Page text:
Tornadoes convince a Native American housing authority to construct its latest housing project with concrete.

When the Absentee Shawnee Housing Authority of Oklahoma agreed to a new 17-house community, safety and minimal maintenance were the main challenges to meet. In 1999, tornadoes ripped through a part of Oklahoma, leaving a half-mile-wide path of destruction. Construction of any new project had to withstand this danger. Also, the houses need to last. For the Housing Authority to approve the project, it needed reassurance that the homes would withstand the wear and tear of years of occupancy. With minimal maintenance to the structures, the Authority's main responsibilities would consist of carpet maintenance, cleaning and other cosmetics. The houses themselves must be solid.

Westchester Development Co., of Shawnee, Okla., is a Native American-owned general contracting company, and has been involved with the Authority for more than 30 years. Chosen for this project, Westchester worked with Royal Building Systems (Cdn) Ltd., of Woodbridge, Ontario, and used the vinyl RBS 4-inch wall in addition to brick veneer installed afterward on the exterior face of the wall. The manufacturer refers to the system as "concrete forming technology." The CFT is a finished stay-in-place concrete form used for load-bearing and non-load-bearing concrete walls. CFT differs from typical ICFs for several reasons, including the CFT are finished on both sides, termite proof, mold and mildew resistant, have integrated channels for running electrical conduit in the walls, and are custom cut at the factory.

"These walls met all the criteria for an environmentally safe and structurally safe house," says Bryan Little, vice president of Westchester. "After the tornadoes, I believe it was time to give this method a try."

Dangerous winds

To help persuade the Authority, Westchester Development built two houses. Not only did it persuade the Authority, it would end up winning a Best Practices Award from HUD for using new and innovative ideas in housing.

Westchester sent RBS architectural specifications. RBS did a shop drawing which shows every wall component, all openings, trim, doors and other systems requiring specification. Every component on the drawing is labeled, and a label is attached to the actual component once it is fabricated. The product arrives on the job site finished. Everything is precut-the wall and window openings, notching, heights, etc.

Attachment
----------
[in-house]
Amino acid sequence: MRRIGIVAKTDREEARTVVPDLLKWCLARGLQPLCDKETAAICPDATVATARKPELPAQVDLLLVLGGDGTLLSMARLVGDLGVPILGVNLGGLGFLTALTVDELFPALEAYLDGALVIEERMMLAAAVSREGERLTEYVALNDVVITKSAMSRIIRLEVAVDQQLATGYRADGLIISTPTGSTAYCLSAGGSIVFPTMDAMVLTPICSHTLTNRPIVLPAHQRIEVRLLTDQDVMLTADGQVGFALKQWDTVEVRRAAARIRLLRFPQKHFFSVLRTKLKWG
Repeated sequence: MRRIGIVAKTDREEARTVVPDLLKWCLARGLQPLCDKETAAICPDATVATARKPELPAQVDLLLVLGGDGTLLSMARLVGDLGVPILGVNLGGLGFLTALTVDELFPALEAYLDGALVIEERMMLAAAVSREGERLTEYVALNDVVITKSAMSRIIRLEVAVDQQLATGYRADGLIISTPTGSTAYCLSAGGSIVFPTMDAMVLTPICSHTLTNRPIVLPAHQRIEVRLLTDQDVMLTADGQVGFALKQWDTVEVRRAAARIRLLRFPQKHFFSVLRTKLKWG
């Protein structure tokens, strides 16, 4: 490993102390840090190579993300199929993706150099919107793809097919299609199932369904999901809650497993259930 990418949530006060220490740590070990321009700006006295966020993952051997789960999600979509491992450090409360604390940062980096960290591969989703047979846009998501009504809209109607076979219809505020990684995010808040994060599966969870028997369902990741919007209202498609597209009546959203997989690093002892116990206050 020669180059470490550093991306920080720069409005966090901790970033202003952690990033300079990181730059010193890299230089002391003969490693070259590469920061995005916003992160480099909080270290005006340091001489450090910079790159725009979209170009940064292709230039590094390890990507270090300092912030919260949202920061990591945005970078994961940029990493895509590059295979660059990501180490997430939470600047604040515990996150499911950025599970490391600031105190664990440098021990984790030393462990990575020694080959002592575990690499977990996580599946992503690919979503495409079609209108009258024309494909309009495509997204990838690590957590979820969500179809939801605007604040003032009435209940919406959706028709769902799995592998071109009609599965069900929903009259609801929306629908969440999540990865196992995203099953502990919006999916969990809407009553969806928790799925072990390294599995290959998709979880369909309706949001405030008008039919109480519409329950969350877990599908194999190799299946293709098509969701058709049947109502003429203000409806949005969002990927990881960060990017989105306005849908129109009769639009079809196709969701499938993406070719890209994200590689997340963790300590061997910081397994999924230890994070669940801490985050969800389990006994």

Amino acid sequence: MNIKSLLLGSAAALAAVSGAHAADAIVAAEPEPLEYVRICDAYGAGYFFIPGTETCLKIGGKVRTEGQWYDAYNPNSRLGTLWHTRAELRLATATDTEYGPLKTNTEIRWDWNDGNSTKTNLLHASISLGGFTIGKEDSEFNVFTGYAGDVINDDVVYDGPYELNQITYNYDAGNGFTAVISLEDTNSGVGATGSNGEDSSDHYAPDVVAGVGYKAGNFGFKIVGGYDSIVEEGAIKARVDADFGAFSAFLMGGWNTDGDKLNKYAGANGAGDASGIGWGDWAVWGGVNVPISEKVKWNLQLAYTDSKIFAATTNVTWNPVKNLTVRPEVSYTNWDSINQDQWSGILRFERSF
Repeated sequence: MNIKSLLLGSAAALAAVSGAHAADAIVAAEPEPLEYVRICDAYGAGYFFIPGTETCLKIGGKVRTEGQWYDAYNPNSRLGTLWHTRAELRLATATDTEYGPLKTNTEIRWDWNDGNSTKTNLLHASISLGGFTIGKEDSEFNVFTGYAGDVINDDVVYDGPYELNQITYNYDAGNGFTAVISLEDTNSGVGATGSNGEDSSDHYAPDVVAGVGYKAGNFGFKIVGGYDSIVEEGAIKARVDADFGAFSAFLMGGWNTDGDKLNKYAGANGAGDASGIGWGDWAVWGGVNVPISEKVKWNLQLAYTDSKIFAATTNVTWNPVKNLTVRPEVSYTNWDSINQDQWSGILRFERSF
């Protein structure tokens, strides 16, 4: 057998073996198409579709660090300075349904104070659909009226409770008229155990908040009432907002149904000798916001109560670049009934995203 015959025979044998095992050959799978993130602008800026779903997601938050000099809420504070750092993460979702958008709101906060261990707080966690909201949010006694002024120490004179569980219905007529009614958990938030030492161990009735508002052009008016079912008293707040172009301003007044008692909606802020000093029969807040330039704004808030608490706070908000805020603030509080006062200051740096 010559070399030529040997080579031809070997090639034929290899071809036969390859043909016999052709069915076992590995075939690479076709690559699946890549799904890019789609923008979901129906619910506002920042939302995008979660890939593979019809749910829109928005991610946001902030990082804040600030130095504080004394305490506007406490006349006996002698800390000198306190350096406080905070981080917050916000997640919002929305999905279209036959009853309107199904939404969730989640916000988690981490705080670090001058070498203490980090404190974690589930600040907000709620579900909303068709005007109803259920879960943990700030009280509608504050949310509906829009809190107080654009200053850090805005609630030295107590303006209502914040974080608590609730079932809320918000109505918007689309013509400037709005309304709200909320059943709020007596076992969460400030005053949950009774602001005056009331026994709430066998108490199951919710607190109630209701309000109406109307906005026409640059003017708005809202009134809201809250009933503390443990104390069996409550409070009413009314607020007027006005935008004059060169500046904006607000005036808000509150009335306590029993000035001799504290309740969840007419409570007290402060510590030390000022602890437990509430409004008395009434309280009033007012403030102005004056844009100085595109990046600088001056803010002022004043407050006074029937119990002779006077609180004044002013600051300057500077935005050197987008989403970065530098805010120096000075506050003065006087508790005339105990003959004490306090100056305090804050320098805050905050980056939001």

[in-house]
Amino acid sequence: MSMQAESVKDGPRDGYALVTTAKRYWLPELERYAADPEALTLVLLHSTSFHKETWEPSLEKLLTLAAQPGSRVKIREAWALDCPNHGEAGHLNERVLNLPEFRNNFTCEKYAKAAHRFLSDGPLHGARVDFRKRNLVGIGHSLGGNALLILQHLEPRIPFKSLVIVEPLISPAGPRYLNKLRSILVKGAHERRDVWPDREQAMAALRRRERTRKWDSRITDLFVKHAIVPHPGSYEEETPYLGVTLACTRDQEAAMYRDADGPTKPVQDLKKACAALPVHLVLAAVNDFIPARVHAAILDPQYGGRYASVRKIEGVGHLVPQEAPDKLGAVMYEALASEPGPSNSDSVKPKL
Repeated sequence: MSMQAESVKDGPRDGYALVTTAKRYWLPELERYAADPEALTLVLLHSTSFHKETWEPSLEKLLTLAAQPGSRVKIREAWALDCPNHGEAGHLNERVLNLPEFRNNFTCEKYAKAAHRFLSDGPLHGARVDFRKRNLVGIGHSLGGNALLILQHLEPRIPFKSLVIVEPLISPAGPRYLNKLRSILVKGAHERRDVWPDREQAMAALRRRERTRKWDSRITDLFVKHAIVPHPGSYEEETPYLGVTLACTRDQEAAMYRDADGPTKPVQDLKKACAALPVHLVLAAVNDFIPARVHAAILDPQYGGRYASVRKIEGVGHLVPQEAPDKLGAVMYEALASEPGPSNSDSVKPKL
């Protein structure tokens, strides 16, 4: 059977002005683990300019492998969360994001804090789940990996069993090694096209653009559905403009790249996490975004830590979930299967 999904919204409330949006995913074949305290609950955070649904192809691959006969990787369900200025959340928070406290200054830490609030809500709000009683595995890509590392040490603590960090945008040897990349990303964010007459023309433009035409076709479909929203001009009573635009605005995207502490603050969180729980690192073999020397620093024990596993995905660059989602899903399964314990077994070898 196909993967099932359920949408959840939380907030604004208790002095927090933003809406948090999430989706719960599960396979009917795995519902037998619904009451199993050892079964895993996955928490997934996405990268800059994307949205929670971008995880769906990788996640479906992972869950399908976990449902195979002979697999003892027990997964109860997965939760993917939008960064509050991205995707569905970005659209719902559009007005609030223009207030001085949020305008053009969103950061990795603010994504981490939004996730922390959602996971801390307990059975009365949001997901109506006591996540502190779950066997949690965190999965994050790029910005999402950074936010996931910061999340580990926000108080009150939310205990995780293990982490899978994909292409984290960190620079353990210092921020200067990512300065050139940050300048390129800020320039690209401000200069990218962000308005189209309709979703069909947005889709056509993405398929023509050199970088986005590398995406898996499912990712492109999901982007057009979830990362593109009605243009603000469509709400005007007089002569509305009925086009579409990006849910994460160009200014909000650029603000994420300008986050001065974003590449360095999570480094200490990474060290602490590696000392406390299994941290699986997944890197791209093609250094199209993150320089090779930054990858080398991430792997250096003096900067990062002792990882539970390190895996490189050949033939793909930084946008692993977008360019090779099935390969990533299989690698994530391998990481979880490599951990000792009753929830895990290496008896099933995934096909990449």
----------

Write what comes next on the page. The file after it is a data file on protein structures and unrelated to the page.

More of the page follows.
"Construction goes fast because all you have to do is pull it out of the trailer and install it on the slab," says David Saucy, sales manager-USA, of RBS. "One of our principals was to develop a product that a lay person could do so that a contractor, with basic know-how, could put together a structure with minimal effort and in record time."

The CFT has been common in other parts of the world, including the Carribean, where, as with the Shawnee project, the structures are designed to withstand hurricane winds. The main issue preventing its infiltration into the North American market had been code approval.

"Back when I was introduced to it, the material had not gone through BOCA," explains Little. "But they finally got that worked out. I first saw ICFs on a video about 10 years ago and got excited, thinking this was the future of housing."

According to Saucy, concrete is a common housing construction material almost everywhere except North America, with less than 3 percent of housing utilizing this material. Internationally, there are many places in the world prone to disasters, making the CFT desirable for safety concerns.

"These houses utilize the bathrooms as safehouses in the event of a tornado," says Little. "The bathrooms have a concrete lid inside."

Concrete construction

Since this was a new construction process for Westchester, Little took tradesmen into the field and trained them through the first phase of houses on the proper construction procedures.

"I've been through all phases of it," explains Little. "It's a change, but it's very simple, like putting together a puzzle. Every piece is labeled. Some of the walls are pour-in-place walls, and these go faster. We're getting these walls up in two or three days."

Westchester is actually able to pour a few houses at a time-the pump company comes in and does its job faster.

"The pump companies are talking to the guys doing the foam block saying 'Westchester is pouring two houses of concrete walls a day,' and the foam block guys are saying 'No way,' and the pump guys are saying, 'Yes, they are doing it!'"

Another advantage to the construction includes better energy efficiency. Little claims that these homes cut energy costs in half.

The project started in last September and will be completed in three phases. Phase I occupation is currently underway. Phase II is expected to be completed this month.